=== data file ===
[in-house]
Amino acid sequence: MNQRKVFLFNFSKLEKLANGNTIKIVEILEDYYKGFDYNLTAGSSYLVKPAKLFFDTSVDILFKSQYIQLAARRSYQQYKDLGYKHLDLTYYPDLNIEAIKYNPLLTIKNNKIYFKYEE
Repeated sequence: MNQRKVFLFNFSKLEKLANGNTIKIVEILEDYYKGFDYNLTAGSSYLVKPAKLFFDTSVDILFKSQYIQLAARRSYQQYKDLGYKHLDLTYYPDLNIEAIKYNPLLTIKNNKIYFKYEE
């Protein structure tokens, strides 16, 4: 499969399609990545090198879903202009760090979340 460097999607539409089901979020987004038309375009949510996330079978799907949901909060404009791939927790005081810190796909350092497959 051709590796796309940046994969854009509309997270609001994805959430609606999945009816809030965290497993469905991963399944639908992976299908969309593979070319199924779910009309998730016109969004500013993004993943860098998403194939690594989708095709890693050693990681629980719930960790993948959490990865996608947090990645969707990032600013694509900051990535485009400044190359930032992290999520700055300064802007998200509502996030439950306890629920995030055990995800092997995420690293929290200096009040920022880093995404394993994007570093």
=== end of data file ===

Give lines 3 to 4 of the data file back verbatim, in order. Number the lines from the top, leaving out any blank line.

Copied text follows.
Repeated sequence: MNQRKVFLFNFSKLEKLANGNTIKIVEILEDYYKGFDYNLTAGSSYLVKPAKLFFDTSVDILFKSQYIQLAARRSYQQYKDLGYKHLDLTYYPDLNIEAIKYNPLLTIKNNKIYFKYEE
């Protein structure tokens, strides 16, 4: 499969399609990545090198879903202009760090979340 460097999607539409089901979020987004038309375009949510996330079978799907949901909060404009791939927790005081810190796909350092497959 051709590796796309940046994969854009509309997270609001994805959430609606999945009816809030965290497993469905991963399944639908992976299908969309593979070319199924779910009309998730016109969004500013993004993943860098998403194939690594989708095709890693050693990681629980719930960790993948959490990865996608947090990645969707990032600013694509900051990535485009400044190359930032992290999520700055300064802007998200509502996030439950306890629920995030055990995800092997995420690293929290200096009040920022880093995404394993994007570093």